map shows the historically unprecedented surface water cuts that are affecting California agriculture, and America’s tables in 2021
This map shows the historically unprecedented surface water cuts that are affecting California agriculture, and America’s tables this year (California Farm Water Coalition)

Press Release Provided by the California Farm Water Coalition

In two years, California’s State reservoirs have gone from beginning water 2020 “robustly” full, with historic releases of surplus potential supply and the memory of dangerous risks of flooding associated with the same storms that damaged Oroville Dam not far behind us, to devastating curtailments in August of 2021.

On August 3, the State Water Resources Control Board completely eliminated 2021’s surface water supplies for farms in much of the state.

The action affects about 5,700 water rights holders with roughly 12,500 water rights from north of Lake Shasta to Fresno, prohibiting them from diverting surface water for the purpose of farming.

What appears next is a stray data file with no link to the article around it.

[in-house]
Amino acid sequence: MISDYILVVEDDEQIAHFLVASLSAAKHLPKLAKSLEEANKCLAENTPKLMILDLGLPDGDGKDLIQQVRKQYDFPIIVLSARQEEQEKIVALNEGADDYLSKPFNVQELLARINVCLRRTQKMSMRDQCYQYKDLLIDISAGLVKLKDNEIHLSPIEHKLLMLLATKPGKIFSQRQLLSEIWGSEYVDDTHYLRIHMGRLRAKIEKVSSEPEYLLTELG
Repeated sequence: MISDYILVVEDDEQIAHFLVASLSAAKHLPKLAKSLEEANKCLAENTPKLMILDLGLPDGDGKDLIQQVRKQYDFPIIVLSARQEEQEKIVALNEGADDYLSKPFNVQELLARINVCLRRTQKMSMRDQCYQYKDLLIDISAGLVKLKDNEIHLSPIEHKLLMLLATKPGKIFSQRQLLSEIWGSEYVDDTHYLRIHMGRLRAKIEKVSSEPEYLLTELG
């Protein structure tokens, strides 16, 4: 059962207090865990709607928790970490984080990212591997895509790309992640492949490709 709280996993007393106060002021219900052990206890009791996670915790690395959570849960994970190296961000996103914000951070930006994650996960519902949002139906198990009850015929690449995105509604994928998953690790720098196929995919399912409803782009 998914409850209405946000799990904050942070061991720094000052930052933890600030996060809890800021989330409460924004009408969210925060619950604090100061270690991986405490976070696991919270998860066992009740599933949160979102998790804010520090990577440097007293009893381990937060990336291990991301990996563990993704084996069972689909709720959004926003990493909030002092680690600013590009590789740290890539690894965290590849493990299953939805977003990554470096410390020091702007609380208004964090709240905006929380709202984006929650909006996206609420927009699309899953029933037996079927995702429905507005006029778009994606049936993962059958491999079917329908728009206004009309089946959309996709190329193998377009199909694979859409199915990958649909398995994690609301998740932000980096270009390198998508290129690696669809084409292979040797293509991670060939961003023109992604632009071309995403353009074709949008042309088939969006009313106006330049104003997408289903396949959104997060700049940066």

Fewer crops have been planted due to the drought and these additional cuts by the Water Board could affect the upcoming harvest of crops still in the ground. It has been two short years since the state’s reservoirs were largely full, yet supplies today are extremely low.

While criticisms of California’s water rights are common during droughts among those looking to reshuffle the deck, they shouldn’t ignore our state and federal leaders’ failure to meaningfully prepare for this drought. Both history and science tell us that California’s weather patterns inevitably shift from wet to dry, and back again. Scientific experts insist it will become more frequent as a result of our changing climate. Investing in smart, adaptive water management, growing our water supplies, and finding collaborative, science-based approaches are prudent steps as we prepare for California’s future.

Substantial new state and federal investments in our water supply infrastructure are needed to prevent future water shortages.